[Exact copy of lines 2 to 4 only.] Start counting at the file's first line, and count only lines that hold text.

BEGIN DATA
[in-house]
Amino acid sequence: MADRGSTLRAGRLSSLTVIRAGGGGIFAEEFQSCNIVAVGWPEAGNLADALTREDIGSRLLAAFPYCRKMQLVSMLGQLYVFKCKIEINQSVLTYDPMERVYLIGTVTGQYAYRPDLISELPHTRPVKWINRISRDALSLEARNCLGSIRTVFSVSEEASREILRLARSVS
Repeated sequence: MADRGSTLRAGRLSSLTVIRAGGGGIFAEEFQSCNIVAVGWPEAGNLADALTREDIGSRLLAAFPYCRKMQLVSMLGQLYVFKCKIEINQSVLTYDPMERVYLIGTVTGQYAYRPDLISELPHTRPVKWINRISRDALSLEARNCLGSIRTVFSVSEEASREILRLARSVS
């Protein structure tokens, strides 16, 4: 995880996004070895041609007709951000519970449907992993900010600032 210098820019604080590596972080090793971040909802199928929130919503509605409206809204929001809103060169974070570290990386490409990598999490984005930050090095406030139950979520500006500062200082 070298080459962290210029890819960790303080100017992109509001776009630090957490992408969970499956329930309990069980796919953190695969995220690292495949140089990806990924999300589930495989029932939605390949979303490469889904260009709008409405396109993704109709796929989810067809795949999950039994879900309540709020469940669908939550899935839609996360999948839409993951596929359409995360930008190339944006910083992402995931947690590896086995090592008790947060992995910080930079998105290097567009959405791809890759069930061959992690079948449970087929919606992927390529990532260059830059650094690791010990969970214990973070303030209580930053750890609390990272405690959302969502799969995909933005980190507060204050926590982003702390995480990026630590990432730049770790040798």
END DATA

Amino acid sequence: MADRGSTLRAGRLSSLTVIRAGGGGIFAEEFQSCNIVAVGWPEAGNLADALTREDIGSRLLAAFPYCRKMQLVSMLGQLYVFKCKIEINQSVLTYDPMERVYLIGTVTGQYAYRPDLISELPHTRPVKWINRISRDALSLEARNCLGSIRTVFSVSEEASREILRLARSVS
Repeated sequence: MADRGSTLRAGRLSSLTVIRAGGGGIFAEEFQSCNIVAVGWPEAGNLADALTREDIGSRLLAAFPYCRKMQLVSMLGQLYVFKCKIEINQSVLTYDPMERVYLIGTVTGQYAYRPDLISELPHTRPVKWINRISRDALSLEARNCLGSIRTVFSVSEEASREILRLARSVS
């Protein structure tokens, strides 16, 4: 995880996004070895041609007709951000519970449907992993900010600032 210098820019604080590596972080090793971040909802199928929130919503509605409206809204929001809103060169974070570290990386490409990598999490984005930050090095406030139950979520500006500062200082 070298080459962290210029890819960790303080100017992109509001776009630090957490992408969970499956329930309990069980796919953190695969995220690292495949140089990806990924999300589930495989029932939605390949979303490469889904260009709008409405396109993704109709796929989810067809795949999950039994879900309540709020469940669908939550899935839609996360999948839409993951596929359409995360930008190339944006910083992402995931947690590896086995090592008790947060992995910080930079998105290097567009959405791809890759069930061959992690079948449970087929919606992927390529990532260059830059650094690791010990969970214990973070303030209580930053750890609390990272405690959302969502799969995909933005980190507060204050926590982003702390995480990026630590990432730049770790040798």